tripping over food

A few years ago, a friend gave us a (please note the singular form) shark’s fin melon. Also known as Cucurbita ficifolia, fig-leaf gourd, Malabar gourd, pie melon and Thai marrow.

We must admit to not eating it. Instead, it sat rather sadly in the laundry until we threw it into the compost. There it lingered for well over a year until earthworks moved the compost pile – and a mound of the surrounding soil – to the top of the paddock closest to the house. Over the summer, that patch of living ground was entirely ignored – we didn’t water it, no food, no attention – but when Autumn 2018 rolled around we discovered a bounty of 40ish melons.

After being harvested, the majority of those 40ish melons sat on the deck on the cottage, where Adam and I spent 8 months while the big house was renovated. One by one, as they began to decompose, I tossed them onto the bank. Side note, I remain faintly concerned that Adam’s Mum and Dad (Pam and Brett), who now live in the cottage, will wake up one day to discover pie melons trying to get into their house.

And so Autumn 2019 rolls around and it would appear that we missed a few of those indomitable melons in last year’s harvest. Wandering down amongst a sea of large cucurbit leaves we literally tripped over them…Easily 120, likely more, to be honest we lost count.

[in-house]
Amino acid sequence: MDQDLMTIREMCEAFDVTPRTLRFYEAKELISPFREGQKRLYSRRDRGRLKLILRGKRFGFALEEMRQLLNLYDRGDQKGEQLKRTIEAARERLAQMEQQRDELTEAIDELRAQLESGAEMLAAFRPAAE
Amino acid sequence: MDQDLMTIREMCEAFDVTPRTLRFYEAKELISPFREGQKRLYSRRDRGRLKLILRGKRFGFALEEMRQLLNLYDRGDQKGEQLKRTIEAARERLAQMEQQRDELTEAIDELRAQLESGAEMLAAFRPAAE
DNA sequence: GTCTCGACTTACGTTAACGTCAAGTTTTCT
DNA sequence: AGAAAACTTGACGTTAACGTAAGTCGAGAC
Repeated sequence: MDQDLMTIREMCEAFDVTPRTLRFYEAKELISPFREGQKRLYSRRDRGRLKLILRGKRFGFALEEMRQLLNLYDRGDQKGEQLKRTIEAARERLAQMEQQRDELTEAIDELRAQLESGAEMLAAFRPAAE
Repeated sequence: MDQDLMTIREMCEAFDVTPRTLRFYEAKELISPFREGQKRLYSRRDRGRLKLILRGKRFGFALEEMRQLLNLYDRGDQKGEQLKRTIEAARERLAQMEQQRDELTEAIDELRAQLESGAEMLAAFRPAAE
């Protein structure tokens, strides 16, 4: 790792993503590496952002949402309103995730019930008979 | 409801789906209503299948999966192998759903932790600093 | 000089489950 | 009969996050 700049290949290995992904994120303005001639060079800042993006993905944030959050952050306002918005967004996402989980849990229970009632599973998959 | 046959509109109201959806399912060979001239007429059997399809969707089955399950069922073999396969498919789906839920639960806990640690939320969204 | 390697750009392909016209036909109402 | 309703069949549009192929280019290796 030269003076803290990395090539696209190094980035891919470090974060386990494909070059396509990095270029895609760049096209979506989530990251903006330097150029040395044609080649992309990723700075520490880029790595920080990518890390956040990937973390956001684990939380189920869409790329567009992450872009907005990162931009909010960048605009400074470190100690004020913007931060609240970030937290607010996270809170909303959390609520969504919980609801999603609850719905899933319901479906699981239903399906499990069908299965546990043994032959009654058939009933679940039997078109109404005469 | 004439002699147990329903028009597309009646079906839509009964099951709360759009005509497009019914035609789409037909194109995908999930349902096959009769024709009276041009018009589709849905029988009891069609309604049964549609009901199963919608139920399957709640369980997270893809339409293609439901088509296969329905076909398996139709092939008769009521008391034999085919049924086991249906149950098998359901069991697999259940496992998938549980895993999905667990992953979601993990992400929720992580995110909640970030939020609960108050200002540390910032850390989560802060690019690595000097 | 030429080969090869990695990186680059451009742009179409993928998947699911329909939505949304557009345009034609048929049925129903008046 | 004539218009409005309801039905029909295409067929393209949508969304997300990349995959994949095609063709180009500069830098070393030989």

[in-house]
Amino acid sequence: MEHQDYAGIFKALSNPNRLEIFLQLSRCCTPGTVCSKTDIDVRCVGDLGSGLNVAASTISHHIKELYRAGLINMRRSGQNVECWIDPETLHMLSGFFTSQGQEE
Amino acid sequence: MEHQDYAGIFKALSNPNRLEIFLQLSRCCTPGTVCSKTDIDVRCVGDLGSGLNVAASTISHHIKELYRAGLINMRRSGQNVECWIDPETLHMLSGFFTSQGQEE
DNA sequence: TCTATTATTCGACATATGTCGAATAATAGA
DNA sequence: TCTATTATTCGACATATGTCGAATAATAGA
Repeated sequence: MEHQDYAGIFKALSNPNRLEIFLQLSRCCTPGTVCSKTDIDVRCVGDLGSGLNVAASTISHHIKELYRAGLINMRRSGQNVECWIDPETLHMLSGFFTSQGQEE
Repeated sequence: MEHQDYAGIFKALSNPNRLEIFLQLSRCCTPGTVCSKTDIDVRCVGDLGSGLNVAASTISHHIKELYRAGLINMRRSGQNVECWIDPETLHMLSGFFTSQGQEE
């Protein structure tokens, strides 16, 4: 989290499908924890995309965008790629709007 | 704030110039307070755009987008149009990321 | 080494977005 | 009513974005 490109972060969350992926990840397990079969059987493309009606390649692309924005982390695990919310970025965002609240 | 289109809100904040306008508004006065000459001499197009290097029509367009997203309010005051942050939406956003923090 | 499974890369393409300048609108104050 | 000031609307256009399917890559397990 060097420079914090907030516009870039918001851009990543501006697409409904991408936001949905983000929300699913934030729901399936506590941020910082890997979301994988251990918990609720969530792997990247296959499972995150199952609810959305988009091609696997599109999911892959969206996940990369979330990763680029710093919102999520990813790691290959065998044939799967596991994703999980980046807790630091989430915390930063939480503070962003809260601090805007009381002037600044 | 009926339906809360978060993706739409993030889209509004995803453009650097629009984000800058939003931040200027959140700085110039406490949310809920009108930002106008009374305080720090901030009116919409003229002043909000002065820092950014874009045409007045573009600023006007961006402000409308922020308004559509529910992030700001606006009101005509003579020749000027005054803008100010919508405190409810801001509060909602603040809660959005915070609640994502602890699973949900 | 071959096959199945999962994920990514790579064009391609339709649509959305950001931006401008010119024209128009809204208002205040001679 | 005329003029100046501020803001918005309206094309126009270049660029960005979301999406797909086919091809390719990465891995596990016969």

A friend sold a few at the local farmers market but most have been consumed by friends’ very large pet pigs, just up the road. Although, this time, we did eat a few ourselves but somewhat unfortunately the harvest coincided with our experimenting with a very low carb way of eating, and low carb they are not! Still, this land seems determined to grow gloriously abundant free food for us, so we will continue to let them do their in the paddock and hedge rows.

There were 80ish in this pile
Friends harvesting melons for their pigs!
They’re amazing, really, they store for up to 7 years, and the seeds are rich in fat and protein. In Africa they eat the leaves and make alcohol from the fruit, in Asia and Europe, the flesh is baked and in Central America, the flesh is turned into a kind of confectionery.

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